News| Homepage

World Council of Churches is wrong and does not represent the global church

editor - 3 March 2021

Unfortunately, it seems that in the West, most Christians have become caught up in the potent combination of early Christian supersessionism, historical ignorance and post-modern left-wing ideologies.

Melanie Philips is right in her recent article to call out the South African Christian leader Rev. Frank Chikane for his recent statements demonizing the State of Israel. And, sadly, she is also absolutely correct in her assessment that this is not an isolated incident but symptomatic of a much deeper problem in the church: the widely held Christian supersessionist worldview that “holds that the Jews were stripped of God’s favor because they denied the divinity of Jesus.”

Christians, therefore, inherited God’s promises and became the “new Israel” while the Jews were damned. This murderous doctrine was driven underground for a time by the Holocaust but given new life by the emergence of Palestinian Christian liberation theology. This fused the falsehood that the Palestinian Arabs were the original possessors of the land of Israel with theological, anti-Jewish supersessionism. Such fusion gave the Palestinian-Arab claim to the land of Israel the status of supposedly holy writ, “turning the State of Israel into an ungodly interloper and its defenders into the enemies of God.”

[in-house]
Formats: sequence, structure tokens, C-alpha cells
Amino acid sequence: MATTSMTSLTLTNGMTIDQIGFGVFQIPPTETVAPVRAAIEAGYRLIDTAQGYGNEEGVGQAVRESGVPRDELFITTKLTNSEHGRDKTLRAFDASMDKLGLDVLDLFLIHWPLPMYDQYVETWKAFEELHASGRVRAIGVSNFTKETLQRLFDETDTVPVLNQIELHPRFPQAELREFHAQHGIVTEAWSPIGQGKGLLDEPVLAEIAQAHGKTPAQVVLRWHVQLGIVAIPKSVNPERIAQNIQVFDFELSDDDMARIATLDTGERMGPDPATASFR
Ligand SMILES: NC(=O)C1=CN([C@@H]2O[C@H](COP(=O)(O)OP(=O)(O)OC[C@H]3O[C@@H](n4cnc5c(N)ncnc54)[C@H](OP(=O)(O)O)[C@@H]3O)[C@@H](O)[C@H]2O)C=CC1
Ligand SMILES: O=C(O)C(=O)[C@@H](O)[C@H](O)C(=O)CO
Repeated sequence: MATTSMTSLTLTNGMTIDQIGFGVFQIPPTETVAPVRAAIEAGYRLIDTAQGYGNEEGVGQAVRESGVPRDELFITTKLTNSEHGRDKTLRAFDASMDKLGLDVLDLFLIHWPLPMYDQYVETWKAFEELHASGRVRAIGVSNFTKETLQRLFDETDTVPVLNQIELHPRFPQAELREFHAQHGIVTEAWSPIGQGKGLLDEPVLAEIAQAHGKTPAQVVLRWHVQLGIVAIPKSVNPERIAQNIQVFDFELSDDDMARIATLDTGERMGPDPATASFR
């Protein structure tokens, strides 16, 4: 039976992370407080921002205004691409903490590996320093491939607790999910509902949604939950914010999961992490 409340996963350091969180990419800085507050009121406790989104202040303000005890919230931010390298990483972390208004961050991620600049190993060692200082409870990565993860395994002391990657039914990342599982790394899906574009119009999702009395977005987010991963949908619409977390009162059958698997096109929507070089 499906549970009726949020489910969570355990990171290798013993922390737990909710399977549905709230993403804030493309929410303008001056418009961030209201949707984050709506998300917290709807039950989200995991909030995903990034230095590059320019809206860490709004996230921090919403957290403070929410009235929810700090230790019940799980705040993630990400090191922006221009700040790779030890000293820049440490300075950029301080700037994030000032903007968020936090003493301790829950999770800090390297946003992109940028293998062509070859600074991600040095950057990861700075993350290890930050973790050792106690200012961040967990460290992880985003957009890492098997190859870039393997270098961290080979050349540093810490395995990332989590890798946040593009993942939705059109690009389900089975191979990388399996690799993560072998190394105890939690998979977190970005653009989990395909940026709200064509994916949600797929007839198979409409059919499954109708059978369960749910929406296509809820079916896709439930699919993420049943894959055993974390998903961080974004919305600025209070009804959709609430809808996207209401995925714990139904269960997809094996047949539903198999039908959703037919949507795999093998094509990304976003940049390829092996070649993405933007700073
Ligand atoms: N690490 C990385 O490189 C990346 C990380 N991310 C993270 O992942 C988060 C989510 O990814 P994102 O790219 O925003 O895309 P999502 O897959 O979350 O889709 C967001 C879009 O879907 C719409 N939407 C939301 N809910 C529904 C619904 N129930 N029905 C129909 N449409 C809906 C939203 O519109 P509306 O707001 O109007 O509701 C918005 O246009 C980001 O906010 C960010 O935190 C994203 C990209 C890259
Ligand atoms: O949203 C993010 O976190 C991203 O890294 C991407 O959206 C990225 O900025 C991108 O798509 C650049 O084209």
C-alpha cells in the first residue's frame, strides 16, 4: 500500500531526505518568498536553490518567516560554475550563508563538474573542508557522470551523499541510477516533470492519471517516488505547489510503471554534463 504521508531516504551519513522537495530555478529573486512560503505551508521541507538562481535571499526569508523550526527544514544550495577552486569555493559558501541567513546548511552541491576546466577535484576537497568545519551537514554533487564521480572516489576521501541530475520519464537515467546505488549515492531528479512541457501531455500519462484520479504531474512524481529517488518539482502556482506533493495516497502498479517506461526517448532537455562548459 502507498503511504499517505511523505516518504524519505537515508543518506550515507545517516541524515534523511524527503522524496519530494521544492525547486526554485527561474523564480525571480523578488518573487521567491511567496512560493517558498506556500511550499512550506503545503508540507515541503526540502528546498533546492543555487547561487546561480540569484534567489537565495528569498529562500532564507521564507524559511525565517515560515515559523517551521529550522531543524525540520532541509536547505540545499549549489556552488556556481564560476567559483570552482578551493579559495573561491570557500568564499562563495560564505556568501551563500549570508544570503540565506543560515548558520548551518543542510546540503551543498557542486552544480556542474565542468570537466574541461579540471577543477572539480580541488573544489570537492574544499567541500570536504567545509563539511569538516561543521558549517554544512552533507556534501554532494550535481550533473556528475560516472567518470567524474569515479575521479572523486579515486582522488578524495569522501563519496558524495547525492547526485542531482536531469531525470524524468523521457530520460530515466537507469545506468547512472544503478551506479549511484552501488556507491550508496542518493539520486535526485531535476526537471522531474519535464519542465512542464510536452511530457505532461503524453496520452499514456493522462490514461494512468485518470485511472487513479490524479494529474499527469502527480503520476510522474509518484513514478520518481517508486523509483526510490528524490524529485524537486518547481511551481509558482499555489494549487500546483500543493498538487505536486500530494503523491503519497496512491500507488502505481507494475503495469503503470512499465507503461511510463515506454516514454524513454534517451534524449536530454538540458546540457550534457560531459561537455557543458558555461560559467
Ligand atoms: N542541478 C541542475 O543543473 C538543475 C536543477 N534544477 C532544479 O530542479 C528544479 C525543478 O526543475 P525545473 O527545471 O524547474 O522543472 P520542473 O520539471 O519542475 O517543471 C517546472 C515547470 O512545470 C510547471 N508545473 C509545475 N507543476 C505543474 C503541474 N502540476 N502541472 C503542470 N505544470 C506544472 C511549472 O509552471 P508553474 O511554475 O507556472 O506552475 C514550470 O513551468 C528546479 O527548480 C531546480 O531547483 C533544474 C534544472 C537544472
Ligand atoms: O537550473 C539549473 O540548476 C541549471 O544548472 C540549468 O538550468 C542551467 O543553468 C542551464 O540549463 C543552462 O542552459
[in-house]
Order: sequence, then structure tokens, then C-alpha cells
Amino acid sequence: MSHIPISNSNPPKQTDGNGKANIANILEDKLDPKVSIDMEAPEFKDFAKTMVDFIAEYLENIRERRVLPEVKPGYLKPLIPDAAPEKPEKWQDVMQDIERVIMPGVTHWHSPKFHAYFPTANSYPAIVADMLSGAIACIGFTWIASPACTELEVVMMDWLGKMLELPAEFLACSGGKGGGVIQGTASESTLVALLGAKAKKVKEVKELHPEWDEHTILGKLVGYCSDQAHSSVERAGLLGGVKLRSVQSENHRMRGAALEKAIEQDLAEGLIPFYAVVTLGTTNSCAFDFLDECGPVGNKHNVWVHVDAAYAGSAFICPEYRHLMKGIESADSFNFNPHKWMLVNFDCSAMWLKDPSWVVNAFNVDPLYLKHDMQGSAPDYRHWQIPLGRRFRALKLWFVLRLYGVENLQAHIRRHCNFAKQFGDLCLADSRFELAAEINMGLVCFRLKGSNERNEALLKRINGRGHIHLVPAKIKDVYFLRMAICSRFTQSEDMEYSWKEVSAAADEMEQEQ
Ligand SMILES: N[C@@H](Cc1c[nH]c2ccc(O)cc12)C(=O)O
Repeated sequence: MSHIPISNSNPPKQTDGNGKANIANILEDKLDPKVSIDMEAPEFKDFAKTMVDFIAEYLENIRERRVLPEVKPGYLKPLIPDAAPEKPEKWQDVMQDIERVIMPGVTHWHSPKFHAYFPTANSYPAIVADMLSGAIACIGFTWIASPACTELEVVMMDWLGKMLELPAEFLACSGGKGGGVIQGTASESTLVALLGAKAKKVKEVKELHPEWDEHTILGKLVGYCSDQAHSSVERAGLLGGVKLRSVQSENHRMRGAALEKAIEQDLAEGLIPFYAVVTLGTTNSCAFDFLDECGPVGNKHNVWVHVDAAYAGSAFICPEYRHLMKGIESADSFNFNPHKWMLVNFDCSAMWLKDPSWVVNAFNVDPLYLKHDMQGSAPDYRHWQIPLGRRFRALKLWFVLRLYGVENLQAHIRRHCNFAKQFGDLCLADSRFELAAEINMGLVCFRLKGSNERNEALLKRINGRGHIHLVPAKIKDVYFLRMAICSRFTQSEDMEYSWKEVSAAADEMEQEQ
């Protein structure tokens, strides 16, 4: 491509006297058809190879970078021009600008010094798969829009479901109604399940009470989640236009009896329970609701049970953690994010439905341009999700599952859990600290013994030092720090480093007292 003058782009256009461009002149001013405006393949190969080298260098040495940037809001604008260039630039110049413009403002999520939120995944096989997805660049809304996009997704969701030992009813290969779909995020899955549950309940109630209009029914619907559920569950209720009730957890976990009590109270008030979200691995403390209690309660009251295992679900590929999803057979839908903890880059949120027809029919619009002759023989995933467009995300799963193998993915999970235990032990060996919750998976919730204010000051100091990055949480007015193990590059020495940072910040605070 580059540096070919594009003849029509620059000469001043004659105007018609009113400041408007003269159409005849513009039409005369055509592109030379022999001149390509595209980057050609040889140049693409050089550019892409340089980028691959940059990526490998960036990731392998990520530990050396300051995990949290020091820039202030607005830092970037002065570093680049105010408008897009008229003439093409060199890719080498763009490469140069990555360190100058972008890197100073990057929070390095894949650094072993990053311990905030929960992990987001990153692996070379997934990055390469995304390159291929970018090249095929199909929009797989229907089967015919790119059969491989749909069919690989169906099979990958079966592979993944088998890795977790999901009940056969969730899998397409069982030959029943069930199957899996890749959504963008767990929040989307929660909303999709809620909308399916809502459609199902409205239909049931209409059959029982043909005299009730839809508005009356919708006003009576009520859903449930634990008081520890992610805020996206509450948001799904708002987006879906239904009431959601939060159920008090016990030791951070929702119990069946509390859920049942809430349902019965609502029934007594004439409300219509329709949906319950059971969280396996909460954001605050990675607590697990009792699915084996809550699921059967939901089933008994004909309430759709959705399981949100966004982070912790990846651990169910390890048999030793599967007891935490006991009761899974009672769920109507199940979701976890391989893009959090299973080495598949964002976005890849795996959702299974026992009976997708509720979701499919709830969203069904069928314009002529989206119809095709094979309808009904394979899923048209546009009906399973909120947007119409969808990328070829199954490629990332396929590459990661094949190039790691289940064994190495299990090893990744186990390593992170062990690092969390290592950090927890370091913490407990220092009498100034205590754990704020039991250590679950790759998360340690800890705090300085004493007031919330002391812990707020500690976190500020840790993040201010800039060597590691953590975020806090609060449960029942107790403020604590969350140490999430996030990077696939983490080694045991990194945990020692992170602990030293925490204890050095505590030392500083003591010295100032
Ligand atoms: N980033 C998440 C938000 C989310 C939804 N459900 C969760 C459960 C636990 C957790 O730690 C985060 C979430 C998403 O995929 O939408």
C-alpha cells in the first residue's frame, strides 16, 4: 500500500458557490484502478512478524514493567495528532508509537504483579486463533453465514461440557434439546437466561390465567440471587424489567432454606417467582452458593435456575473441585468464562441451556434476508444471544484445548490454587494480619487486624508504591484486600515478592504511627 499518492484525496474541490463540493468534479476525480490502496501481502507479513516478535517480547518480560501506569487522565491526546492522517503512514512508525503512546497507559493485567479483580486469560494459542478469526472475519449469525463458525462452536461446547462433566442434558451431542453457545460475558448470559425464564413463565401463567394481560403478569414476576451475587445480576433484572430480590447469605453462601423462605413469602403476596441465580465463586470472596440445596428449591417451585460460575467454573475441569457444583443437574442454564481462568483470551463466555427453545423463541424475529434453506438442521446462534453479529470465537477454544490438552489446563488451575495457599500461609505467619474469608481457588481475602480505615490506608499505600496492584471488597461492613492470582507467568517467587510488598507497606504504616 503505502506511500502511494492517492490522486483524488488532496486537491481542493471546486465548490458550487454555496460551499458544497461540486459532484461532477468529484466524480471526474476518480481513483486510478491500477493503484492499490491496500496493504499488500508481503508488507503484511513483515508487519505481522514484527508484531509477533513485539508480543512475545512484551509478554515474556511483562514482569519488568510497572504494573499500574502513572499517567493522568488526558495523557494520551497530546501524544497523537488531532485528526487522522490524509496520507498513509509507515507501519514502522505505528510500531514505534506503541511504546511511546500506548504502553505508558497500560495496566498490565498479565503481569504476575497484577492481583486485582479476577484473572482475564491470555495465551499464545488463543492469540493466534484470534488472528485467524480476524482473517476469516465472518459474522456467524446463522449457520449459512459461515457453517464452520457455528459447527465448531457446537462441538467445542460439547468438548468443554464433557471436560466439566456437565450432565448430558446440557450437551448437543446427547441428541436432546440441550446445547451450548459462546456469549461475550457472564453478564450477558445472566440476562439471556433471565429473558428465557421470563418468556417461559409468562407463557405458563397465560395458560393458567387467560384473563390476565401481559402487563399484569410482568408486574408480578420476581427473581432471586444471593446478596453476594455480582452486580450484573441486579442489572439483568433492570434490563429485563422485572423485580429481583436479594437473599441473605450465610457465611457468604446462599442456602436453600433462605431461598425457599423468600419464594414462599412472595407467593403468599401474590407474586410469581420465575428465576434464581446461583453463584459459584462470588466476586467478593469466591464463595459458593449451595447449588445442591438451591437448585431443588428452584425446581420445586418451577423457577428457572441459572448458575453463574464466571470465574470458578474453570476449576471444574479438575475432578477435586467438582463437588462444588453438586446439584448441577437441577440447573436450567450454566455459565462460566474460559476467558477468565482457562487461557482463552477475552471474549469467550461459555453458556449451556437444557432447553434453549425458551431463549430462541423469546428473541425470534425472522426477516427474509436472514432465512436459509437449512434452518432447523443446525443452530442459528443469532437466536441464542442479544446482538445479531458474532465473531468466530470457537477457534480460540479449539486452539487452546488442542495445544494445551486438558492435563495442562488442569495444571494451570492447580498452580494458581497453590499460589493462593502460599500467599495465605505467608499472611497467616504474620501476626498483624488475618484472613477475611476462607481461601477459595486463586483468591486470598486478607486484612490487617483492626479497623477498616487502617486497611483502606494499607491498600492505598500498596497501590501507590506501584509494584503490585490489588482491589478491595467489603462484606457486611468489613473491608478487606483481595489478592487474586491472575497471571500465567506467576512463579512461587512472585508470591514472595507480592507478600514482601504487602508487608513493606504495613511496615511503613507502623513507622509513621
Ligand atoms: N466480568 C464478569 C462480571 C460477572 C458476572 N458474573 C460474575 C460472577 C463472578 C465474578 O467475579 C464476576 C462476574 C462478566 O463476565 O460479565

We also sympathize with Phillips’s laments about what seems to be the “acquiescence” of church leaders in this respect. She writes: “Extreme as it was, Chikane’s diatribe on Zoom illustrated an even more unpalatable state of affairs—the silent acquiescence of church leaders in the contemporary mutation of Christianity’s own murderous history, and its virulent spread into the cultural arteries of the West.”